Sunday, September 27, 2015

In response to The Declaration of Independence:

"He has excited domestic insurrections amongst us, and has endeavoured to bring on the inhabitants of our frontiers, the merciless Indian Savages, whose known rule of warfare, is an undistinguished destruction of all ages, sexes and conditions."
 -Thomas Jefferson, The Declaration of Independence

I really feel bad because I'm about to be "that guy". When given any quote from The Declaration of Independence, I cherry-pick the one that characterizes Thomas Jefferson as a racist when his thesis from this document is arguing for an egalitarian society. 

Well, the document's idea of egalitarianism isn't as egalitarian as modern society would like it to be.

Last night, I watched an episode of South Park in which the kids of South Park got a new principal named PC Principal, where "PC" stands for politically correct. He ran around reprimanding and eventually beating up students that used language with hurtful connotations. He hospitalized Cartman for saying "spokesman" instead of "spokesperson". That's the guy I don't mean to be, but here we are. (Don't worry, the links aren't explicit.)



In the cultural, political, and religious context of the time, nothing in that quote would be considered offensive. The author was appealing to his audience's fear of the Native Americans, with whom the colonies had been in dispute with. This quote was seen as one of the many reasons why the colonies needed to free themselves from the British. Characterizing Native Americans as warmongering savages would have been agreed upon by most, if not all of the people reading the document, at the time. The same goes for the rest of the document. No one would have seen sexism in declaring, "all men are created equal." But it's good that today we can be critical of these documents and their authors while also appreciating the arguments of their authors. This one quote shouldn't nullify the credibility of the author. Today, this quote would be seen as racist, and the bad thing is, a lot of people would get completely caught up on it, rather than the argument of the author, like I am right now.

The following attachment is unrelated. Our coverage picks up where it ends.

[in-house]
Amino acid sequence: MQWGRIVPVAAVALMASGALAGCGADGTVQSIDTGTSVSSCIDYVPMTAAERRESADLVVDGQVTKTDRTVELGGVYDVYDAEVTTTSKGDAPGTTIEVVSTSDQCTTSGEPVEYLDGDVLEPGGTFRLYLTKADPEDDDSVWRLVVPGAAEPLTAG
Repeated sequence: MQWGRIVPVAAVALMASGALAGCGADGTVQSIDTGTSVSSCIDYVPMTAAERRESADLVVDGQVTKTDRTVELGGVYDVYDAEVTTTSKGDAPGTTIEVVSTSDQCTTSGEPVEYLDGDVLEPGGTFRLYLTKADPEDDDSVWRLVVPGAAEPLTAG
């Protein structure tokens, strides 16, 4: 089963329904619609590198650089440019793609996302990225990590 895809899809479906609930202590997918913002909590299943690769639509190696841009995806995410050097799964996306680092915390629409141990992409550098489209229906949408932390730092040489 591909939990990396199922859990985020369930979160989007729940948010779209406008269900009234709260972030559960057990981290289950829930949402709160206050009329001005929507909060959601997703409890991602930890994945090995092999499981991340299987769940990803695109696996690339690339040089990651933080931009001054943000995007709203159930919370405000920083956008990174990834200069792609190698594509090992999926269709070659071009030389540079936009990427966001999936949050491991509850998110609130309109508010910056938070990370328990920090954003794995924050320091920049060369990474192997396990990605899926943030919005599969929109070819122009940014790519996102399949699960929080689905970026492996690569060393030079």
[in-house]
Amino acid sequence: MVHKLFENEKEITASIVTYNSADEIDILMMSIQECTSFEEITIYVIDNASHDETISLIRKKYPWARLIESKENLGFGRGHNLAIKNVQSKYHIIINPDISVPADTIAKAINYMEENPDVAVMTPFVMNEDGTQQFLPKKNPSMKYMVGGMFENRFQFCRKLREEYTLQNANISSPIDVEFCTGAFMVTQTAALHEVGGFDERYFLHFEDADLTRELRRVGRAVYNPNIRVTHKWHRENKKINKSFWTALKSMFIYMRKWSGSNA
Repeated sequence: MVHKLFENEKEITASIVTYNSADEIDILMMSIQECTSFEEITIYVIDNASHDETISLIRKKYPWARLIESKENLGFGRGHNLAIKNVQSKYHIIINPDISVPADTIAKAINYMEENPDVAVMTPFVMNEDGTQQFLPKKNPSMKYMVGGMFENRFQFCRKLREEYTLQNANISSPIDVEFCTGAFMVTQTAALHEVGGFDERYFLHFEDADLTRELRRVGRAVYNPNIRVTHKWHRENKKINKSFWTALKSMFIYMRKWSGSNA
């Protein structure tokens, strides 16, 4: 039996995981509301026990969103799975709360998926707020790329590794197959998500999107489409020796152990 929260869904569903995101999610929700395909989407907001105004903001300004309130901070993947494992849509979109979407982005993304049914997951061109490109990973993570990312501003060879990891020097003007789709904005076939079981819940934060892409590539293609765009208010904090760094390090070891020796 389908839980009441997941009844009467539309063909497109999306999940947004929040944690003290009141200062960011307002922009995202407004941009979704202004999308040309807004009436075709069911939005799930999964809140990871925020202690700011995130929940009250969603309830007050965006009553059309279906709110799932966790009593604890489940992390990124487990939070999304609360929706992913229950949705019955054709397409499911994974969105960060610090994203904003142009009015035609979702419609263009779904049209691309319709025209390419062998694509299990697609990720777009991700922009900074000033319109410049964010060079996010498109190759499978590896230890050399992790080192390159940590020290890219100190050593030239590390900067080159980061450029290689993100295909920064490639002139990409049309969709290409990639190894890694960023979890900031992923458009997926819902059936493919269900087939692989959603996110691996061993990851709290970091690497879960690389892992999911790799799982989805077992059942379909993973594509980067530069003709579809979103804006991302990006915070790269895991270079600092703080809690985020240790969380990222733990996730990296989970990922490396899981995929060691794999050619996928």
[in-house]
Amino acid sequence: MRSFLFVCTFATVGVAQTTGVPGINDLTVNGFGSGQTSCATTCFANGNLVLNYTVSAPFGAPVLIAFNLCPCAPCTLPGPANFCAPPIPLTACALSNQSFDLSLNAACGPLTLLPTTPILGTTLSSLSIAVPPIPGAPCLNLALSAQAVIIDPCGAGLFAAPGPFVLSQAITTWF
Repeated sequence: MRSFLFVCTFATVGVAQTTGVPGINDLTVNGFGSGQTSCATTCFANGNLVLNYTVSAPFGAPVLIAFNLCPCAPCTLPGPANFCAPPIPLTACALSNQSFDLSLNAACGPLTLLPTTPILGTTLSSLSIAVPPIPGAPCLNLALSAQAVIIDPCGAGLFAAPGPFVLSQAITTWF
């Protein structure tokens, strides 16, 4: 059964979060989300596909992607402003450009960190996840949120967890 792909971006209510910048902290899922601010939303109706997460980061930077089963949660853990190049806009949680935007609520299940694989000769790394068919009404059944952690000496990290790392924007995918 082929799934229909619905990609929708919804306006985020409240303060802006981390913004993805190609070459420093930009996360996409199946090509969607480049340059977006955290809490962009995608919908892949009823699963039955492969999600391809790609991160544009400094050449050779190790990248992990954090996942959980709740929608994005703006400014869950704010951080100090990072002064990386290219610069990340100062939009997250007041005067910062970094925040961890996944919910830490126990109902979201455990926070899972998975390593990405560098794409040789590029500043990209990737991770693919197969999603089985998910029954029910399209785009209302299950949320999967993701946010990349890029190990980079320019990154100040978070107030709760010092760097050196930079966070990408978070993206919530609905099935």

In today's society, the phrasing the author used would not have been okay to say at all. While it was considered the norm at the time, nowadays, the quote would've been seen offensive and undermined the author's egalitarian thesis. Today, incendiary language like this from people in the public eye has caused their character to get torn to shreds. To meet today's standards, the author should have said "Native Americans" instead of "Indians", and should have humanized the Native Americans he was referring to and not made his statement so generalizing. However, at the time, these concepts weren't really something that the author, or most people at the time, would have considered, and is understood, but not excused, for his word choice.

Some might view that we should revise the Declaration alongside other foundational texts to fit under today's morals, and some view that should leave the texts as they are. I feel conflicted about this because it is important that the documents we base our government on should not have problematic language in them, but I also don't think that we should censor the past. To censor our past wrongs is to pretend they didn't happen, and that does nothing to help those who are impacted by the wrongs of the past. I guess when it comes down to it, we should leave the texts as they are, because you cannot undo the past, but we should make our language now be fit for the the eyes of those who will be coming after us.

In the end, all I'm saying is that the language used in the past is problematic and we must always be willing to criticize it when it's in documents that are paramount to our government. We need to learn from the mistakes of doing this, as any language in a government document that marginalizes or excludes minority groups has always been attacked for the hypocrisy that is brought about by them. We should make sure that the language in our government policy and documents, as well as our daily lives, should hold up to scrutiny from the next generation and should be inclusive of all groups. If not, our children and our children's children will be having to apologize for the lack of foresight of their grandparents. We live in a nation that finally strives to be inclusive, and our language should reflect that.